Sunday, October 11, 2009

Eros, Peace and Pleasure

Not knowing where else to put forth some of the thoughts in my head at the moment, I thought I'd put them down here, in the special place I've set aside for sounding knowledgeable.

My divine fixation for the last year or more has been on a somewhat unpopular love god of the Hibernian persuasion. Sometimes when I share this with folks, I get a bit of a blank look. A lot of pagans (or more specifically, a lot of Wiccans), familiar with the clear, "single function" divisions of labor among Greek and Roman gods, don't understand why I'd spend time with a love deity if I wasn't specifically looking for love. There are two misunderstandings occurring here; the first being that the Celtic deities are necessarily restricted to a single function, and the second being that love deities are necessarily restricted to the realms of physical or romantic love.

Óengus Mac Óg is a more multifaceted character, in contrast to, say, the Greek or Roman male embodiments of love and desire. He's really more of an Apollo than a Cupid - the image of goodly male youth, a magician and a warrior - though he retains the tricksiness of Eros/eros all the same. True, he spends much of his time in the stories helping couples survive against the obstacles that face them. And while that illustrates his nature quite excellently, that's not all there is to him. Eros, in the psychological, philosophical sense as I see it, isn't a matter solely related to dating or sex. Eros is agape, descended into the realm of the flesh. Eros is relation and delight. A hedonism stopping just short of bakkheia, a bright flame tempered by the tranquility of water.

Aside from playing matchmaker for mortals, deities of love - Aphrodite, Bast, Inanna, Frigg (even Freyr, who is more often thought of as a god of agriculture and fertility, was said to "bestow peace and pleasure upon mortals," which I think is a good example of what I'm talking about) - have a certain kind of wisdom to impart. Those who might find themselves shying away from the decadence and frenzy of figures like Dionysus and Pan would do well to place themselves at the feet of one of these divinities. In fact, those who are shy in general might do so. Those who suffer from a lack of self-esteem. Those who suffer from inconvenient bouts of anxiety and existential dread. (Why worry when you are pleased with yourself, with who and what you are? Self-love can be just as powerful and valuable as selfless love.) I could tout the power of charm and charisma where it pertains to personal and business relations, but I find little poetry in that. An invitation, the bestowal of favor - enjoyment, an indulgence, the giving of praise. These are the ties that bind human beings together. It's no small thing.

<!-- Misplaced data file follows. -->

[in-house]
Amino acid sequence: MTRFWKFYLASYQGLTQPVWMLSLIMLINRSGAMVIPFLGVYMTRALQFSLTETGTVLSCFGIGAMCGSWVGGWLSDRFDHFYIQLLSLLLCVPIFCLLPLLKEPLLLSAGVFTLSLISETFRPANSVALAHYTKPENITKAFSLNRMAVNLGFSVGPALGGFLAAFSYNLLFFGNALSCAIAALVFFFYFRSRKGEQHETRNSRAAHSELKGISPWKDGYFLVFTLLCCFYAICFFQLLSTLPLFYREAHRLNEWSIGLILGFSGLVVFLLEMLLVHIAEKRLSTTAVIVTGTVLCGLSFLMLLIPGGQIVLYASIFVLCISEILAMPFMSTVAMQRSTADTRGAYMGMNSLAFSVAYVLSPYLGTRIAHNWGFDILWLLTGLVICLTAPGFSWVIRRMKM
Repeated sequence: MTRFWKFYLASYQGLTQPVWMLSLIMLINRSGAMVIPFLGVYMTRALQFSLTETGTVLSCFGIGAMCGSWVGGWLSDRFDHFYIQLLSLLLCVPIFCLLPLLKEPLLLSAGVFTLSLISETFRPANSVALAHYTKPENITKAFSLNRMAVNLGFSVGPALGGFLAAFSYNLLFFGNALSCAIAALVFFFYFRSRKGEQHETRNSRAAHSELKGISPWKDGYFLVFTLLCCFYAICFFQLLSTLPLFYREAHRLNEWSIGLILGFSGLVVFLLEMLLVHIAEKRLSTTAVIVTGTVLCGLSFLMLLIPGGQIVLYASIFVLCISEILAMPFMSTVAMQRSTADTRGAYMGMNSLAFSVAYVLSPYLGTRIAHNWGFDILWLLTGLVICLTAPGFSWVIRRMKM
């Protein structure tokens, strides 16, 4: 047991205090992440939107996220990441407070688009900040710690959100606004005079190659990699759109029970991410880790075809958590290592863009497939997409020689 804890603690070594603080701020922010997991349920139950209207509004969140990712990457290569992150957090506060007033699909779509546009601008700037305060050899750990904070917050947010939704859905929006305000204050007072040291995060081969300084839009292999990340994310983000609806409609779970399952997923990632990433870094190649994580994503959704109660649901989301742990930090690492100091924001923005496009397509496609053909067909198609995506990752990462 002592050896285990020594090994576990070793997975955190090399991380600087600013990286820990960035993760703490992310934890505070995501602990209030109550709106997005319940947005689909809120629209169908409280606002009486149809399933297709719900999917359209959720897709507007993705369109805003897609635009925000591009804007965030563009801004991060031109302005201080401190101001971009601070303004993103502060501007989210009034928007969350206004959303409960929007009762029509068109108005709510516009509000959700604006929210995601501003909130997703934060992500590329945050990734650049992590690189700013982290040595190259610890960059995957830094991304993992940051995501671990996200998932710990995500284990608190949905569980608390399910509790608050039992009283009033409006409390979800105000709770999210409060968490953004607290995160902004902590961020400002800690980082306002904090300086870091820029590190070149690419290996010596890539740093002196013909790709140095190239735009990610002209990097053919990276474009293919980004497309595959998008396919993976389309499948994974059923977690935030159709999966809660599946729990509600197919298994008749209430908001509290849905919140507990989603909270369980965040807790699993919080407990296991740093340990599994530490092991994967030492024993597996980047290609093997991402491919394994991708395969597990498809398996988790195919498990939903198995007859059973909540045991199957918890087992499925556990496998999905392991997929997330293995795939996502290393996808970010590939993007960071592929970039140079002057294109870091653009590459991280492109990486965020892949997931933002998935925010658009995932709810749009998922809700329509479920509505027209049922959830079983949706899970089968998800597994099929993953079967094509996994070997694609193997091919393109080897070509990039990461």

I personally find it significant that the first record we have of a consciously neo-pagan organization was the Church of Venus, in Russia. I compared eros to agape earlier, and self-love to selfless love...I think eros may be a decidedly non-Christian kind of love. I its literal sense, eros, "desire," is more selfish in nature. And when you're coming from a cultural or religious upbringing in which you were taught to deny yourself (your Self?), I really don't think there's anything wrong with that. Seeing to the contentment and satisfaction of others is all the more enriching, I think, when you know that you are entitled to the same. Catholic guilt doesn't really allow you to take pleasure in receiving compliments, or being a target of admiration, or anything gratifying in life, really. Who needs Satan, when Óengus the Perfect is already doing a great job of corrupting my childhood values?